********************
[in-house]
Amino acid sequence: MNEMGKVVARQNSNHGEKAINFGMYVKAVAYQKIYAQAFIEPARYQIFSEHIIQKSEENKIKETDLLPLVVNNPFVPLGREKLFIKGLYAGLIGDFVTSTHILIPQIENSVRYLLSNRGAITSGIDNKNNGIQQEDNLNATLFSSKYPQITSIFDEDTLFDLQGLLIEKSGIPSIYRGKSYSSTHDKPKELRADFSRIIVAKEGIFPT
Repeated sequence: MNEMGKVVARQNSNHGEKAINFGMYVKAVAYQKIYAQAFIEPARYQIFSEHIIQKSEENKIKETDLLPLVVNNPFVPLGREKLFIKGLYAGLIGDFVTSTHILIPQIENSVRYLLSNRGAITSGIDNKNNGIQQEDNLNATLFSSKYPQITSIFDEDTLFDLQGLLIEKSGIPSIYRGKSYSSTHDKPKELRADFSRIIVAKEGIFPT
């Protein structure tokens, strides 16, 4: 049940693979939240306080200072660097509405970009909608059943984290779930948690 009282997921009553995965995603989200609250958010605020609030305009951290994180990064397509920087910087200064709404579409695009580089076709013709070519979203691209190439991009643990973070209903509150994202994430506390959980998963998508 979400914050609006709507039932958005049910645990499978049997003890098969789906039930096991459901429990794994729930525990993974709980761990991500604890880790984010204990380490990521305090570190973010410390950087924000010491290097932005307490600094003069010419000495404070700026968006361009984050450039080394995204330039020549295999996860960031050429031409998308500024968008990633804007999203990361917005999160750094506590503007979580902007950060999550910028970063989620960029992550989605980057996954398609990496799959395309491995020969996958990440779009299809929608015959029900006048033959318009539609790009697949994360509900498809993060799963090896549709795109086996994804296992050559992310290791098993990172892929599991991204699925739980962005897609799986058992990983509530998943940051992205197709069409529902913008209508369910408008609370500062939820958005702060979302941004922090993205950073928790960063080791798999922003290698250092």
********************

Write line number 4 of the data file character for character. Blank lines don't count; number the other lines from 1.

């Protein structure tokens, strides 16, 4: 049940693979939240306080200072660097509405970009909608059943984290779930948690 009282997921009553995965995603989200609250958010605020609030305009951290994180990064397509920087910087200064709404579409695009580089076709013709070519979203691209190439991009643990973070209903509150994202994430506390959980998963998508 979400914050609006709507039932958005049910645990499978049997003890098969789906039930096991459901429990794994729930525990993974709980761990991500604890880790984010204990380490990521305090570190973010410390950087924000010491290097932005307490600094003069010419000495404070700026968006361009984050450039080394995204330039020549295999996860960031050429031409998308500024968008990633804007999203990361917005999160750094506590503007979580902007950060999550910028970063989620960029992550989605980057996954398609990496799959395309491995020969996958990440779009299809929608015959029900006048033959318009539609790009697949994360509900498809993060799963090896549709795109086996994804296992050559992310290791098993990172892929599991991204699925739980962005897609799986058992990983509530998943940051992205197709069409529902913008209508369910408008609370500062939820958005702060979302941004922090993205950073928790960063080791798999922003290698250092």